A blank sheet..

For we are God’s masterpiece. 

He has created us anew in Christ Jesus, so we can do the good things he planned for us long ago.

(Eph 2.10)

But you are a chosen people, a royal priesthood, a holy nation, a people belonging to God, that you may declare the praises of him who called you out of darkness into his wonderful light.

(1 Peter 2.9&10)

God has now revealed to us his mysterious plan regarding Christ, a plan to fulfill his own good pleasure. And this is the plan: At the right time he will bring everything together under the authority of Christ – everything in heaven and on earth.

(Eph 1.9&10) 

As I contemplate the next few months, with a change of home; church and lifestyle – moving after 16 years in one house, 22 in the same church, and a lifetime in the city – I am deeply conscious that God is asking every day, “do you trust me?”

Do I? I am tempted to barter with God, to ask to see in advance how he will provide for me – for friends, rewarding activities, replacements for all the things that make my life here so rich. That is not trust. Indeed it speaks of a deep suspicion, an unwillingness to believe that God is going to be faithful to his promises, and I am ashamed to recognise it in my heart.

The whole of scripture reveals an active God, one who has a plan – both a great overall strategy and an intimate personal plan for the lives of the individuals caught up in it. Think of the wonderful story of Ruth, called out of her native land to become a mother and grandmother within the people of Israel, and part of the blood-line not only of King David, but also our great King Jesus himself. She needed to be cherished and provided for as a woman in her society, and God brought Boaz to be her husband, meeting both the intimate personal needs and the larger plan he was steadily working out. Or consider Hannah, a faithful but barren wife – mocked and demeaned by her neighbours and suffering deeply for her lack of children. God heard her prayer for a son, and filled her arms and her heart with joy; but he also brought into the nation the boy who would become one of the greatest prophet leaders, Samuel, who would anoint first Saul and then David as king.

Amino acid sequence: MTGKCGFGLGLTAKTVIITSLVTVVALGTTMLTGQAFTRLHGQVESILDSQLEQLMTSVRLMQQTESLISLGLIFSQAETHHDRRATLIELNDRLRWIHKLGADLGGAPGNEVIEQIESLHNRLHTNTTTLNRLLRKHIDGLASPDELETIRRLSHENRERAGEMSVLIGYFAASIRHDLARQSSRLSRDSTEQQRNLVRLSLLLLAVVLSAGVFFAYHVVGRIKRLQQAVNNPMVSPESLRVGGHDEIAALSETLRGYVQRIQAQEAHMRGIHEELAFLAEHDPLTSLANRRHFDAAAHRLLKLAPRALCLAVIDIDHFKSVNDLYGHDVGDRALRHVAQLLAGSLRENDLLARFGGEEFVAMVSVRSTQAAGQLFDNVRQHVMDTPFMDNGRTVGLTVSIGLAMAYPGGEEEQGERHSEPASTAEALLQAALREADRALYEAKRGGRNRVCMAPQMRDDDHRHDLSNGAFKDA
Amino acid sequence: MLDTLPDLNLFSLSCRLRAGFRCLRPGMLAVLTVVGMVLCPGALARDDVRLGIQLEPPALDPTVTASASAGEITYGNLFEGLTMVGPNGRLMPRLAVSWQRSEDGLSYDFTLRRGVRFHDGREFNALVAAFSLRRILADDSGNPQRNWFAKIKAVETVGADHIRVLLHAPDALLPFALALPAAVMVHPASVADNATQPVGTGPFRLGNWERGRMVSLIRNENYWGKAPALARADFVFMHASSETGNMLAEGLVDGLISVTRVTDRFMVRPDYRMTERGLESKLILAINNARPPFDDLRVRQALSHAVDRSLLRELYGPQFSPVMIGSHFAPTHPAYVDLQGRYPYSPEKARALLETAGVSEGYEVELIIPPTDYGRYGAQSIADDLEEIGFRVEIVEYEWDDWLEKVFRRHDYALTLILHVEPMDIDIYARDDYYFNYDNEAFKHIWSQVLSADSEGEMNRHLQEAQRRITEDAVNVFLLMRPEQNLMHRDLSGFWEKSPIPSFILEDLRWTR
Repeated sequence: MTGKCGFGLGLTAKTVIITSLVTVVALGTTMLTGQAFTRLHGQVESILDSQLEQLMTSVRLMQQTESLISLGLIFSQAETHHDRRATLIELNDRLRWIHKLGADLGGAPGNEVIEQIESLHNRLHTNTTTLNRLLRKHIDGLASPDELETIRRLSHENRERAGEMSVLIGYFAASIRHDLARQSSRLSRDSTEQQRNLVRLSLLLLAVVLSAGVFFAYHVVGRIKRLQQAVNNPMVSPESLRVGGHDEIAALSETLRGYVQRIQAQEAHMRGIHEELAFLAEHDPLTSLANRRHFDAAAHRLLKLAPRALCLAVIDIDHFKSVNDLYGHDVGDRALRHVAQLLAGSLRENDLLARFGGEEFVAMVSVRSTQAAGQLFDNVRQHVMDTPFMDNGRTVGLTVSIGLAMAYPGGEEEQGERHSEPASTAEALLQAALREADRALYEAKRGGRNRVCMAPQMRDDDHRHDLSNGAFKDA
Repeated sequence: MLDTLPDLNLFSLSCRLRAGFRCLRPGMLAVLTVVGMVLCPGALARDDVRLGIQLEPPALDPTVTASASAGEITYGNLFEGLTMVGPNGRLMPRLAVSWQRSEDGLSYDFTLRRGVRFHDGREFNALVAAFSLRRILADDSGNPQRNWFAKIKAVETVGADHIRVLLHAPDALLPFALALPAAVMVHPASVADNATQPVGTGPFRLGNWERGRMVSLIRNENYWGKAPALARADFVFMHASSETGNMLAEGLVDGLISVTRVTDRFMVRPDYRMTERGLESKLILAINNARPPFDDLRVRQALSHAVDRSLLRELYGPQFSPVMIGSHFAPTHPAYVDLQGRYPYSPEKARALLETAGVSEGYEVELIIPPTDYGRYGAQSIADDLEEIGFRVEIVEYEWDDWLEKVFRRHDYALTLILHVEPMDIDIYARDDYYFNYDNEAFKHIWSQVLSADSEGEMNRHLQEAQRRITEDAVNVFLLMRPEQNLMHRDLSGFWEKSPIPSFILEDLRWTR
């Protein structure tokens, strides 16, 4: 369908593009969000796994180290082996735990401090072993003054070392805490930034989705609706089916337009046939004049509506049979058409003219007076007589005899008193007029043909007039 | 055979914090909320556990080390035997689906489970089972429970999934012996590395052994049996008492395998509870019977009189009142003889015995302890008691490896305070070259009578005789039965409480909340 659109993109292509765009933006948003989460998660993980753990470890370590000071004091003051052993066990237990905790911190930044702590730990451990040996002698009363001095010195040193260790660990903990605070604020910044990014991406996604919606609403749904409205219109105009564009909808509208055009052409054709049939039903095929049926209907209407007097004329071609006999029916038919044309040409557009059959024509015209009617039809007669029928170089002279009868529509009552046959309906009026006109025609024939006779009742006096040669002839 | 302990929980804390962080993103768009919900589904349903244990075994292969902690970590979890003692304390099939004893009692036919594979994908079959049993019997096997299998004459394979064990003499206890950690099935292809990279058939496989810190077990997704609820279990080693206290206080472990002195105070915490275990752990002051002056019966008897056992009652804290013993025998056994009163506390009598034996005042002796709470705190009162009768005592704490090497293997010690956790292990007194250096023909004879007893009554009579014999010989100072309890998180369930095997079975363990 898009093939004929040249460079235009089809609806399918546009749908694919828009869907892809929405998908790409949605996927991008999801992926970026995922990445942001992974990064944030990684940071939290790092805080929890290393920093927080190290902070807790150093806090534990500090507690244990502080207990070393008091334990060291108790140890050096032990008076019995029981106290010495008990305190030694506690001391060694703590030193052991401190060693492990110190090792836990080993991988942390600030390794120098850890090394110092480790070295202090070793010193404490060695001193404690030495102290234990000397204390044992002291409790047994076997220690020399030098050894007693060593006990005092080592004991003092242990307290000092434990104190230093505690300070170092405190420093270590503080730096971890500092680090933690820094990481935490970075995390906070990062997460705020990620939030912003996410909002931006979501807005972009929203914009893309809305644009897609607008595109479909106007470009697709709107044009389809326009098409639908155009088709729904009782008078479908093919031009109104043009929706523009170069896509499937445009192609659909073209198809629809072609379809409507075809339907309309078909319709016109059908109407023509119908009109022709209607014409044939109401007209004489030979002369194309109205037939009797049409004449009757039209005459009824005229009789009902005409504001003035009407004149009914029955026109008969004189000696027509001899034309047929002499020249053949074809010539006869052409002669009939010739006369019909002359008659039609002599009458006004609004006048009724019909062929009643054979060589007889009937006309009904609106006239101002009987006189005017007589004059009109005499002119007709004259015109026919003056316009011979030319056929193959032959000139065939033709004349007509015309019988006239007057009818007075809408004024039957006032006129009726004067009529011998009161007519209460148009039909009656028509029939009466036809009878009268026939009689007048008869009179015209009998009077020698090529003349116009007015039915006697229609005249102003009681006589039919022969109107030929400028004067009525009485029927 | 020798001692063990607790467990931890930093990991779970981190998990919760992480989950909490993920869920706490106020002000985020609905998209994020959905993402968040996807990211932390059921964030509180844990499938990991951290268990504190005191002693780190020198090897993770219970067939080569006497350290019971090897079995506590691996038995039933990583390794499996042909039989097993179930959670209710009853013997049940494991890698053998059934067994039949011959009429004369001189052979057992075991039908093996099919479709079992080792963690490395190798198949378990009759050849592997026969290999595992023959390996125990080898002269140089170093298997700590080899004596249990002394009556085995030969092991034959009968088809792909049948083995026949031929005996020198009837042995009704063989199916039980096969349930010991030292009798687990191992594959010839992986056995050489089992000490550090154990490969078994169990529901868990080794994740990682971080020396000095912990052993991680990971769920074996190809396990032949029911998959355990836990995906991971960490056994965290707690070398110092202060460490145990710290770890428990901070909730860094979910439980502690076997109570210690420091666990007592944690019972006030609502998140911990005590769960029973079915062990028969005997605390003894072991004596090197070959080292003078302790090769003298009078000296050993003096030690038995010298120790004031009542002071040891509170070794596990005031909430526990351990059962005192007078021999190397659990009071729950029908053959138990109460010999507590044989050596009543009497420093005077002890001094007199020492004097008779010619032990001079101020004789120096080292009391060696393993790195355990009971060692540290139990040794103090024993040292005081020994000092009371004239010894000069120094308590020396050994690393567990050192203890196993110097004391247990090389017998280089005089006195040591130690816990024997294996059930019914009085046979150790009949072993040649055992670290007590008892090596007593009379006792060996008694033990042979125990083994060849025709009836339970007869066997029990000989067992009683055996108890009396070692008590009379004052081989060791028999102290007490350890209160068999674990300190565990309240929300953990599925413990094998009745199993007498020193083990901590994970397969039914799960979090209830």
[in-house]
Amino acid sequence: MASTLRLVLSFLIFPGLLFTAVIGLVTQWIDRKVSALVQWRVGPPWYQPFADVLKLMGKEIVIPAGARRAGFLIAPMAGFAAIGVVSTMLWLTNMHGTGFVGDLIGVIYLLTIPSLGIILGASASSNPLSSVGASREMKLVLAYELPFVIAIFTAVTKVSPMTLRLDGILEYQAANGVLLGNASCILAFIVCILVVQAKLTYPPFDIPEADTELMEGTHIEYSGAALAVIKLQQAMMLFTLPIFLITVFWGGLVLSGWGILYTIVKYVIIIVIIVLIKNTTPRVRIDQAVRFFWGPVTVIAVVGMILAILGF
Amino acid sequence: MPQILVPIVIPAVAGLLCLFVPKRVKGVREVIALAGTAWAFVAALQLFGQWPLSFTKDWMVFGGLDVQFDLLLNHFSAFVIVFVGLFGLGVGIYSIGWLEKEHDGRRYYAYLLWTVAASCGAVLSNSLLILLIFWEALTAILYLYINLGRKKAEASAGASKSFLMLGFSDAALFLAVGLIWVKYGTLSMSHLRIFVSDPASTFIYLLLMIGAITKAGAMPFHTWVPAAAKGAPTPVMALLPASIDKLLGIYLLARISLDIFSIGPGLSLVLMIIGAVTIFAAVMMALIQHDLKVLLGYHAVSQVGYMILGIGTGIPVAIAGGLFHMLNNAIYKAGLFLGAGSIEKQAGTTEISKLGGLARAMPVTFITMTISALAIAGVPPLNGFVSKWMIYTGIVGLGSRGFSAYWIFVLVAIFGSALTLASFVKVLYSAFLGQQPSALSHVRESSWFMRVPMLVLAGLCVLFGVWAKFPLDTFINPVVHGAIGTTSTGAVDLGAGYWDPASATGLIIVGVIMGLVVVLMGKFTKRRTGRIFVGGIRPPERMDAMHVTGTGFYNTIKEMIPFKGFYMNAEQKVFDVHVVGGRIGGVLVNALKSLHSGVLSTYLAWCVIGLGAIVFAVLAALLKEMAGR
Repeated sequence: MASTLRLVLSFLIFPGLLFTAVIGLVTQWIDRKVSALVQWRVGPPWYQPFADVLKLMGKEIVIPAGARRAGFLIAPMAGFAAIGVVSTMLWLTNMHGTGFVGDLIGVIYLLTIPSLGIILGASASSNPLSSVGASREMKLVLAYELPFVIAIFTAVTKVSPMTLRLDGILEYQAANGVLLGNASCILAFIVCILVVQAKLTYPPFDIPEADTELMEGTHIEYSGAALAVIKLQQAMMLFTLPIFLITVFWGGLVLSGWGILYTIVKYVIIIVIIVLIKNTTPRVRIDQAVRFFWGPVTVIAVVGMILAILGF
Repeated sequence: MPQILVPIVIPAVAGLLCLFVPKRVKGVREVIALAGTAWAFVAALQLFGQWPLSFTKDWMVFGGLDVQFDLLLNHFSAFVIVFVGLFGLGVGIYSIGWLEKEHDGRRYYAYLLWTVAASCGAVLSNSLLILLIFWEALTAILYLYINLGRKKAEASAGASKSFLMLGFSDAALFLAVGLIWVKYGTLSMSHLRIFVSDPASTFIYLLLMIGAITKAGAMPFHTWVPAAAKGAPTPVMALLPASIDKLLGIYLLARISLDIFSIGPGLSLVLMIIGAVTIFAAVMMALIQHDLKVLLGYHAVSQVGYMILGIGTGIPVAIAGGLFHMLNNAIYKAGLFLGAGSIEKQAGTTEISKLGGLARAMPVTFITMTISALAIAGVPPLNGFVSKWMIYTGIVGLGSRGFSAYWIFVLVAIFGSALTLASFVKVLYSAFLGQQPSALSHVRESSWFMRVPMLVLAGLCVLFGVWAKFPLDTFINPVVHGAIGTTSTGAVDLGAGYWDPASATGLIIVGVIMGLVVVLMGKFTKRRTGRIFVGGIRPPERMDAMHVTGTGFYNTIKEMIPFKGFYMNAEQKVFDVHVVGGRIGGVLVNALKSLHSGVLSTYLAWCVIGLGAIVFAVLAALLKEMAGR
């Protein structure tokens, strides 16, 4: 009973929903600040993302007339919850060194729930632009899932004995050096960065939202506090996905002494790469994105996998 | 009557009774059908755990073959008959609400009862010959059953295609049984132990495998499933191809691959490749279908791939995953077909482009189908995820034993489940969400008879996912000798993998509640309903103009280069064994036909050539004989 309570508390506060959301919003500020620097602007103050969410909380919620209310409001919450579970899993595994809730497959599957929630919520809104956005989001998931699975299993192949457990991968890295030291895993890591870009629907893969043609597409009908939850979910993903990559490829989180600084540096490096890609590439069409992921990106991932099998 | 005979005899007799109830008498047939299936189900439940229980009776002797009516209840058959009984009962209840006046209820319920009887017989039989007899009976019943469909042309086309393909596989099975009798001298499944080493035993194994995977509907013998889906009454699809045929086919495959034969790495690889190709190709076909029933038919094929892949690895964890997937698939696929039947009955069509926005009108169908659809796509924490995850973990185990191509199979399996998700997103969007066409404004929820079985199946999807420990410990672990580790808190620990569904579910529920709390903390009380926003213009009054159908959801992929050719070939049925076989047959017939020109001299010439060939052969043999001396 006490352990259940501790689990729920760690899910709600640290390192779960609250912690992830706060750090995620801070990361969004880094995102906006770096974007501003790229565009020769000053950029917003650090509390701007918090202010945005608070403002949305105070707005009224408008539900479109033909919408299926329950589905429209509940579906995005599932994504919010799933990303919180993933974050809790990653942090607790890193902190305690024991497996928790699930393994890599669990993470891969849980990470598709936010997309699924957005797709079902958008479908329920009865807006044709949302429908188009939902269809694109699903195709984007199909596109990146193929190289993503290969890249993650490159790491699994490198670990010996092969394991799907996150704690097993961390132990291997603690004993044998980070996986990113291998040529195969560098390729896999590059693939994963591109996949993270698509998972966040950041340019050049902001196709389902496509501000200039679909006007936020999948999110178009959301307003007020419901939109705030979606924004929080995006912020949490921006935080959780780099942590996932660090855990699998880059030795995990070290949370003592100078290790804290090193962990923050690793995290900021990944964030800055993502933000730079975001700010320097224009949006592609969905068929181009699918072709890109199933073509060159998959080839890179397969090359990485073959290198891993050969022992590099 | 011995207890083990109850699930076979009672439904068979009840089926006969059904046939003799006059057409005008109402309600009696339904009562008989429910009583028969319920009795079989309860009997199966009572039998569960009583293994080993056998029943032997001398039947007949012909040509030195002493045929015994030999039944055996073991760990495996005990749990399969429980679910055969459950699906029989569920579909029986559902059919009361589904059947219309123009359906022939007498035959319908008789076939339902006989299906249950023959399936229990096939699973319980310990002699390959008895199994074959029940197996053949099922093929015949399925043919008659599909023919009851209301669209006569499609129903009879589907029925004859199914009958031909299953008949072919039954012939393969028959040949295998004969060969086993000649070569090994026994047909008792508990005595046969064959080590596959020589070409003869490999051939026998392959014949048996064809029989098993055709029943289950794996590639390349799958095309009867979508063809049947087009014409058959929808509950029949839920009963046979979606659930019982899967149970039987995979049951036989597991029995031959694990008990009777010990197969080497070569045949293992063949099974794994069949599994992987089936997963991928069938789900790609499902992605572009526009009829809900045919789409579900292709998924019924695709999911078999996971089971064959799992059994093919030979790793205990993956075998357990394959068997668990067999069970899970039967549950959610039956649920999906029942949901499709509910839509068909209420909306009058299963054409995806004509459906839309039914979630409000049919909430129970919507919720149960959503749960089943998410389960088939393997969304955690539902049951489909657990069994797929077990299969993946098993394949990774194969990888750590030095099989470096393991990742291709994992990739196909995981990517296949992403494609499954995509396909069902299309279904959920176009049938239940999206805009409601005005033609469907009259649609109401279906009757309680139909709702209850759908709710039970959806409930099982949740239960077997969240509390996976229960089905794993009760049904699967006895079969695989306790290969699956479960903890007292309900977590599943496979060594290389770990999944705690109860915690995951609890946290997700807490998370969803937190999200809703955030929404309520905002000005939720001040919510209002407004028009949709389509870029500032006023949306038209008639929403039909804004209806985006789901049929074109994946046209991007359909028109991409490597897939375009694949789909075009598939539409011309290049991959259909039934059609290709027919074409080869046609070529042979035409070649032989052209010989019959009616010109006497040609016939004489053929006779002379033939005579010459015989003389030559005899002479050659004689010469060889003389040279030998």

I need to remind myself of these promises, these stories, of God active to meet personal needs within his great plan, as our family faces upheaval and I wonder what I am to do in our new place of ministry. God’s great plan remains – to call a people to himself, to make disciples of all nations and to see all things gathered together under the lordship of Jesus Christ. It is astonishing to think that I have a part to play in that adventure, but it is for this that I was created new in Christ, and God has planned good works which he will enable me to do for him!

But on a personal level too, I will have things to do, new relationships to establish, people to encourage and serve, new ways to serve and glorify the God who has called me out of darkness into his glorious light! Will I not trust him to reveal those to me in his own good time? I want to close with words which I first heard through Elisabeth Elliott – a woman who learnt to trust God through great suffering – and which although archaic to our ears yet convey that sense of waiting in trust that God will direct my steps in his own, good, time.

From an old English parsonage, down by the sea

there came in the twilight a message to me;

Its quaint Saxon legend, deeply engraven,

Hath, as it seems to me, teaching from Heaven.

And on through the hours the quiet words ring like a low inspiration –

“Do the next thing.”

Many a questioning, many a fear,

Many a doubt hath its quieting here.

Moment by moment, let down from Heaven,

Time, opportunity, guidance, are given.

Fear not tomorrows, child of the King, trust them with Jesus,

“Do the next thing.”

Do it immediately; do it with prayer;

do it reliantly, casting all care;

do it with reverence, tracing His Hand

who placed it before thee with earnest command.

Stayed on Omnipotence, safe’neath his wing, leave all resultings,

“Do the next thing.”

Looking to Jesus, ever serener

(Working or suffering) be thy demeanour,

In His dear presence, the rest of His calm,

The light of His countenance be thy psalm,

Strong in His faithfulness, praise and sing, then as He beckons thee

“Do the next thing.”

(author unknown) 

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